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Consensus on Cancer of Unknown Primary diagnostics for legitim incidence comparison: an expert-based Delphi Study

Status: Article in preparation for submission.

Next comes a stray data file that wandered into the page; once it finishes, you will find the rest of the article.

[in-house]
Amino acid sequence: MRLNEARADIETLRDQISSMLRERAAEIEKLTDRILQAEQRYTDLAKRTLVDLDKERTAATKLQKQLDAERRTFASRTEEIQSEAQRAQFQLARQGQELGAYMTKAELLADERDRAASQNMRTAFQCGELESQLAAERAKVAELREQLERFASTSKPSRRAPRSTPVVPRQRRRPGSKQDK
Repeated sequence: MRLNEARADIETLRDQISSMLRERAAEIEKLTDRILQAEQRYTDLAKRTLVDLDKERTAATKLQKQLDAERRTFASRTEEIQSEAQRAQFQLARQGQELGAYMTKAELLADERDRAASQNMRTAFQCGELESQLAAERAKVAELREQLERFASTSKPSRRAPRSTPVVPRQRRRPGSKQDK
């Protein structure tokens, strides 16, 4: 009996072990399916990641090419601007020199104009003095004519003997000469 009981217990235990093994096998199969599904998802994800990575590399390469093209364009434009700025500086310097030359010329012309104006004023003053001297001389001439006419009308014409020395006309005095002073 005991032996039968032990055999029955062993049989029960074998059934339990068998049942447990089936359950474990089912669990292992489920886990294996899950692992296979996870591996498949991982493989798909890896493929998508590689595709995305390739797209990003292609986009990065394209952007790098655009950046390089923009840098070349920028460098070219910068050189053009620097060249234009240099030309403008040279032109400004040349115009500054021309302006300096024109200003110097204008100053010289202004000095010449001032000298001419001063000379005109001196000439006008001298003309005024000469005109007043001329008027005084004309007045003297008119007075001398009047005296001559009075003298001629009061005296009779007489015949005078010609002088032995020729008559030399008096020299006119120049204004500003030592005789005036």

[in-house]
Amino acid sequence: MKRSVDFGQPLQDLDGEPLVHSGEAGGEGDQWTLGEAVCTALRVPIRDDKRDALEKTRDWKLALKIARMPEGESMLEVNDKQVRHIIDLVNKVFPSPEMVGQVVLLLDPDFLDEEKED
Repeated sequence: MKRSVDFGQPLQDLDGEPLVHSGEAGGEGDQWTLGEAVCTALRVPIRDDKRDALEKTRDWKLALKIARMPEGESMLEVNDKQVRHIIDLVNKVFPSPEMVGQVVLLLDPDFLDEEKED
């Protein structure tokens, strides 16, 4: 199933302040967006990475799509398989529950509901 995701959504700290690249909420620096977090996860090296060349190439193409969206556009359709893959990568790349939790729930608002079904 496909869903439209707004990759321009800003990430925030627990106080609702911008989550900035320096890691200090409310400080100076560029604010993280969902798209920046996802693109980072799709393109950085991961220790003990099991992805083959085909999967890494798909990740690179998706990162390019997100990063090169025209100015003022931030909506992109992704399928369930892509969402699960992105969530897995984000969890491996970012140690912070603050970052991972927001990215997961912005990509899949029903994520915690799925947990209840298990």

The use of diagnostic tools is essential regarding the CUP (Cancer of Unknown Primary) diagnosis, which is estimated to be 3-5% of all cancers worldwide. Since there is no international consensus on the diagnostic workup, it is hard to determine the exact incidence rates of CUP. This study aims to build consensus on diagnostic techniques to make the understanding of CUP incidence and survival rates more comparable in different countries, in order to improve healthcare and survival of CUP patients from there. A Delphi study, consisting of four surveys, was conducted using 70% as the cut-off value for consensus. Potential participants, 90 in total, were selected via a literature search or via the network of the supervisor, and invited for participation via e-mail. A global panel of 30 experts completed the Delphi study. Experts agreed on a categorical system, consisting of an initial, supplemental, and advanced diagnostic workup. Experts agreed on the diagnostics making up the initial diagnostic workup, but did not reach consensus on the tools for the supplemental and advanced diagnostic workup. In addition, consensus was reached on a multidisciplinary CUP team consisting of at least an oncologist, a pathologist, and a radiologist to make the CUP diagnosis. In conclusion, consensus was reached on a categorical workup scheme for the diagnostic definition of CUP. The categorical scheme enables the comparison of CUP patient populations between countries, and helps to develop better healthcare for CUP patients.